Let's not forget about our character: the ghost. I've seen a better showcase other than watching the ghost in this cartoon. Pure entertainment, and...just a hilarious character, whose appearance should've been used much more often. The fact that the cartoon actually clocks in at 8 minutes and 45 seconds makes it absolutely a treat as every second in that cartoon is incredibly essential to Clampett's wonderful gags; and such scenes that are really essential for Clampett to keep is the long scene where he stuffs the smoke doughnut in his tea, the storm outside or even the ghost's song. I mean, the ghost's song really does add up to how scary he can be. What else can be said, this cartoon is easily the echelon of the 1930s, and also the top cartoon of 1939.

Okay, I can't take this anymore---here is my overall comments: it sucks.


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  2. Tashlin used the Porky in the arms of the guy he's running from whlie telling him who he's running from far better in "The Case of the Stuttering Pig". And Freleng used "Jeepers Creepers" far better in "Notes to You", because the cat's trying to annoy Porky by singing it.

    Oh, and Clampett used the end gag better in "Goofy Groceries" because Jack Benny turning into Rochester was a logical connection. Other that that, this is a heckuva cartoon, and you can tell Clampett is in no way at all burned out at having to use Porky in every single cartoon (remember, it's still April 1 on this side of the Atlantic...)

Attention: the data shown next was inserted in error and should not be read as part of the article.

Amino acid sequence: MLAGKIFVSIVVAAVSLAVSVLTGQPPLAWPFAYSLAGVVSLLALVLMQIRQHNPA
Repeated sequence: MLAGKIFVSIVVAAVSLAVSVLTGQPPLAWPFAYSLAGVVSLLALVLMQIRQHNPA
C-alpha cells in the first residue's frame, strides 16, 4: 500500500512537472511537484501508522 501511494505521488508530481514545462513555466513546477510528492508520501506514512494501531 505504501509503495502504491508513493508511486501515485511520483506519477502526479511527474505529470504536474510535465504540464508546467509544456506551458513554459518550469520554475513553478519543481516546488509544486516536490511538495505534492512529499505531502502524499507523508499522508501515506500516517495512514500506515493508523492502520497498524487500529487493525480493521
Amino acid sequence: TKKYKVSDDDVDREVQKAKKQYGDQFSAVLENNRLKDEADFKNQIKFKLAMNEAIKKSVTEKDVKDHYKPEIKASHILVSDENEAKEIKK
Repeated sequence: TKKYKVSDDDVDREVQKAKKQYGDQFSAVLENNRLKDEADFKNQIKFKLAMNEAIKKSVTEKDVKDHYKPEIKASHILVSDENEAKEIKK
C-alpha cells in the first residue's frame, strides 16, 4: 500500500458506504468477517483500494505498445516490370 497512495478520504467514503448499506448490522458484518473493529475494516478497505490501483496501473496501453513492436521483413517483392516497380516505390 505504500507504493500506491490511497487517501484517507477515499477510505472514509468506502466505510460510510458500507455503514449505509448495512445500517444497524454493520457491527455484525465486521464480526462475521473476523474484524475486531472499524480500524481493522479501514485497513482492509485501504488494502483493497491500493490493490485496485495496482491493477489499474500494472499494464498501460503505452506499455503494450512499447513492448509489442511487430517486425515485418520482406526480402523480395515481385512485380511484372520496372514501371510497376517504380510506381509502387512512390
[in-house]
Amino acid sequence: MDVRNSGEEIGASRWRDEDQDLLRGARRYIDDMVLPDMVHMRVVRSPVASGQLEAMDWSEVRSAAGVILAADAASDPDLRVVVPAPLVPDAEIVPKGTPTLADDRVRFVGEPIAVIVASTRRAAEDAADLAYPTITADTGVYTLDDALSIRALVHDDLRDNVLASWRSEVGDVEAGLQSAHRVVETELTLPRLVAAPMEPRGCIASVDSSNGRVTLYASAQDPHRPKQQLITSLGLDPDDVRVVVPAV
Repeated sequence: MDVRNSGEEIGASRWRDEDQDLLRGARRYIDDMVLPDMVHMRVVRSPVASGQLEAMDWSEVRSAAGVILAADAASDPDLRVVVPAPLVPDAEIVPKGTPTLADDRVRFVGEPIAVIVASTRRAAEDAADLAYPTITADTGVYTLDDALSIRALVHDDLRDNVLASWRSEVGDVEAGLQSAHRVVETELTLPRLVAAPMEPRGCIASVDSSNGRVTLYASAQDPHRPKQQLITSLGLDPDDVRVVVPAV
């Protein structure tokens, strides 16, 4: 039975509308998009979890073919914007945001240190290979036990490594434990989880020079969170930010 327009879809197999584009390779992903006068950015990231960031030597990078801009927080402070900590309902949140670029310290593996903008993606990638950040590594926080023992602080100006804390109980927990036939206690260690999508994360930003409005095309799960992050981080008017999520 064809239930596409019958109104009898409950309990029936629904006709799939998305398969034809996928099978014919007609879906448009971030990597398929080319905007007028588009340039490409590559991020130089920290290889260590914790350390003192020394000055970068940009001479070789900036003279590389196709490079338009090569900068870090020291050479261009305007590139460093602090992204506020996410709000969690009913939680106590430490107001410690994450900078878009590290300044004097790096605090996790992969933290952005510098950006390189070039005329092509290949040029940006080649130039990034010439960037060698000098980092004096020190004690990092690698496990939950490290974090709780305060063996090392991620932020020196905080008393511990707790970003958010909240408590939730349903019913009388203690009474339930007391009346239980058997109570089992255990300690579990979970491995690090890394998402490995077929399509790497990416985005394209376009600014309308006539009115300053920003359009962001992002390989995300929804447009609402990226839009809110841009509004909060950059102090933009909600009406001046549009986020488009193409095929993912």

3. Seriously, though, I do like this a lot (and thus I DELIBERATELY kept AWAY from commenting when you wrote this, Steve))..It's questionable IF Pinto Colvig does ANY dialogue, already I believe at Fleischer's studio in Florida, so far as I'M concerned it's all done by Mel Blanc (already proven for all but whatever one line you said may be done by Colvig.) And I LOVE the "Jeepers Creepers" song (except when Friz used it before the latterday Daffy's humiliated by crickets in
    Showbiz Bugs" almost twenty uyears year.).

    Belly Acres: Belly Ache.

    Cop (to Porky, defining ghosts as if Porky needs to know!): "Those white things that go BOO!" (If I'm not mistaken, Blanc does all the voices.)

    A weather vane rooster gettin' lightning-struck thus turning into a roast dinner is one of the most inspired gags and I LOVE that ghost, and exactly two weeks after this review was written...that ain't no April Fool's joke.Steve C.

    1. The song and the cartoon itself is awful. Finito.

    2. The edited version, in which it abruptly ends after the "Goin' my way?" line, is even worse.

  4. "My oh my! Tattletale grey!" Hilarious.

  5. Honestly, this is a really good cartoon